I’m a bit confused on how the termination criteria work in cv2.calibrateCamera. As I understand, the criteria can be specified in the following format: criteria = (cv2.TERM_CRITERIA_EPS + cv2.TERM_CRITERIA_MAX_ITER, n, EPSILON).

In this case, the calibration process will terminate when one of the conditions is met. Either the number of iterations > n, or the error is smaller than EPSILON.

I understand in general the idea behind this criteria, but I’m struggling to see anything meaningful in practice. I set up my EPSILON = 2.5e-16. So that should take a long time to meet. I try different numbers of iterations from 1 … 1000. Surprisingly I get very close results ( up to 10th decimal) and very close computation times for each number of iterations. It makes me think it’s not working as I think it is.

So my question is what are exactly the number of iterations and the error when it considers interruption of the search?

So epsilon is the minimum change in the parameter vector relative to the parameter vector of the previous step.

Something like L2_Norm(Param_n - Param_n-1) / L2_Norm(Param_n-1)

So for calibrateCamera, the error is the change in the parameter vector, not reprojection error of the points (which is maybe what you were expecting.) Unfortunately the error measured in this way isn’t very intuitive. I think what you are seeing is that the optimization converges relatively quickly, and the algorithm never actually runs a large number of iterations, hence you see similar computation time (and results) for MAX_ITER = 50 or 500.

That’s my take on what is going on, but you should dig into the code yourself if you want to be sure.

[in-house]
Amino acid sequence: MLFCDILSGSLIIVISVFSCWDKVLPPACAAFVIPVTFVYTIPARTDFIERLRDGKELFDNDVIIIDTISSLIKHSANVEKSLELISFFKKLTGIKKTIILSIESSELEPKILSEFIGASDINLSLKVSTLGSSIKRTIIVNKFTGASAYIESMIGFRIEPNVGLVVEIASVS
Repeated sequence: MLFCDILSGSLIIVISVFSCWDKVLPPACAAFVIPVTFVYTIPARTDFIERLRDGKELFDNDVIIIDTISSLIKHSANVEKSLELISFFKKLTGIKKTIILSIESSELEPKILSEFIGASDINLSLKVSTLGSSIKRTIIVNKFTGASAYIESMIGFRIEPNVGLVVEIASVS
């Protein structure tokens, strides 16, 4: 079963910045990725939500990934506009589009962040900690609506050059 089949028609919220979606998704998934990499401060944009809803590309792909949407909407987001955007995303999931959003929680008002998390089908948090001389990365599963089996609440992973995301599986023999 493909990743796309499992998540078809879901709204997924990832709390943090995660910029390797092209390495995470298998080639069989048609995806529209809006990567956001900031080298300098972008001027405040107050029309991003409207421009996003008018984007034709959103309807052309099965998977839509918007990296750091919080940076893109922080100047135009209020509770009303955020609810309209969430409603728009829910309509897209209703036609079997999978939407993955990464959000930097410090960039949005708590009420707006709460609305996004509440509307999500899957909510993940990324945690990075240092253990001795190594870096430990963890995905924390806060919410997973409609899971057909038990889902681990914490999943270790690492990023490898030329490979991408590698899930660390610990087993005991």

@Steve_in_Denver , thank you for a thorough response. Interesting about measuring the change in the parameter vector. I guess, in this case Param_n is the parameter vector that improved the calibration from Param_n-1. So if the calibration is not improved they will most likely stay the same and hence trigger the criteria.

I wonder if there is a way to make the function search for more iterations. Or if the algorithm itself (LevMarq) does not make sense to run for more iterations, since it’ll just keep resulting in the same Param_n

There is no sense in continuing to iterate. You are probably hoping for better reprojection error with more iterations, but if the algorithm has already found the best set of parameters to model the input data, then searching further will yield nothing better. Think of this process as a higher-dimensional version of finding a line of best fit. If you have a collection of points that mostly follow a linear pattern (but with some noise / error), then you can find the line that fits the data better than any other line, but it will still have residual error (since the input data wasn’t perfect). There is no better fit, so no sense in searching further.

To improve your reprojection error you will have to improve your input data - the accuracy of the 3D points and / or the accuracy of the image points. If you have a lens with significant distortion, you might also consider using a different distortion model. I have found the rational model to be quite good at modeling a wide range of lenses, including those with significant distortion.

To be clear, the “can’t get any better” situation isn’t the fault of the Levenberg-Marquardt algorithm, it’s fundamental to the problem so there isn’t some better algorithm that would achieve better results outside of something that improves the data (or a model that is more reflective of the actual process you are trying to model). One thing you could try is to filter outliers and run calibrateCamera on the filtered data. This is justified if you have true outliers, but be careful not to just filter blindly ( because you can always throw away the worst point and achieve better scores, but the resulting accuracy might actually be diminished.)